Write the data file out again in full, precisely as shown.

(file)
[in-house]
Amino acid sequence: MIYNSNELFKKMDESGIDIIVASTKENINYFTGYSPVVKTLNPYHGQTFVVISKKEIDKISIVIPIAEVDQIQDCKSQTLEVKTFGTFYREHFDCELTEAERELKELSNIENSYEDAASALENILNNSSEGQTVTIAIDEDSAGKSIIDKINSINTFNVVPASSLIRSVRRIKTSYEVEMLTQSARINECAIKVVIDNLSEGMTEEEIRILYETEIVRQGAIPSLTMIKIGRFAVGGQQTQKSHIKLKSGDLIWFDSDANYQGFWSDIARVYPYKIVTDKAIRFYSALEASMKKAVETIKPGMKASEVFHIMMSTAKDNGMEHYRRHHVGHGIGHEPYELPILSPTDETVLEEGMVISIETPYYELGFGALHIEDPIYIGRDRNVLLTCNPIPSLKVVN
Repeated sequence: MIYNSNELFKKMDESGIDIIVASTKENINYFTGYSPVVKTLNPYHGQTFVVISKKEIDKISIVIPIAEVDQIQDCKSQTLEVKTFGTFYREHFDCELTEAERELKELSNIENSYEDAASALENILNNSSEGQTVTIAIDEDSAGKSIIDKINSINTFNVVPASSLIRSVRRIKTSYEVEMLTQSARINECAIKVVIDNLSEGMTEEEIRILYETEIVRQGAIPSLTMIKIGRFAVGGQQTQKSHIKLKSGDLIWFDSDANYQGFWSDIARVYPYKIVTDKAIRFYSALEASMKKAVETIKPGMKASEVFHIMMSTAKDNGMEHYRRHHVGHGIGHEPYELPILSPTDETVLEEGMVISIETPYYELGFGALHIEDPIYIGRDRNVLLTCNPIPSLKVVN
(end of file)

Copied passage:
[in-house]
Amino acid sequence: MIYNSNELFKKMDESGIDIIVASTKENINYFTGYSPVVKTLNPYHGQTFVVISKKEIDKISIVIPIAEVDQIQDCKSQTLEVKTFGTFYREHFDCELTEAERELKELSNIENSYEDAASALENILNNSSEGQTVTIAIDEDSAGKSIIDKINSINTFNVVPASSLIRSVRRIKTSYEVEMLTQSARINECAIKVVIDNLSEGMTEEEIRILYETEIVRQGAIPSLTMIKIGRFAVGGQQTQKSHIKLKSGDLIWFDSDANYQGFWSDIARVYPYKIVTDKAIRFYSALEASMKKAVETIKPGMKASEVFHIMMSTAKDNGMEHYRRHHVGHGIGHEPYELPILSPTDETVLEEGMVISIETPYYELGFGALHIEDPIYIGRDRNVLLTCNPIPSLKVVN
Repeated sequence: MIYNSNELFKKMDESGIDIIVASTKENINYFTGYSPVVKTLNPYHGQTFVVISKKEIDKISIVIPIAEVDQIQDCKSQTLEVKTFGTFYREHFDCELTEAERELKELSNIENSYEDAASALENILNNSSEGQTVTIAIDEDSAGKSIIDKINSINTFNVVPASSLIRSVRRIKTSYEVEMLTQSARINECAIKVVIDNLSEGMTEEEIRILYETEIVRQGAIPSLTMIKIGRFAVGGQQTQKSHIKLKSGDLIWFDSDANYQGFWSDIARVYPYKIVTDKAIRFYSALEASMKKAVETIKPGMKASEVFHIMMSTAKDNGMEHYRRHHVGHGIGHEPYELPILSPTDETVLEEGMVISIETPYYELGFGALHIEDPIYIGRDRNVLLTCNPIPSLKVVN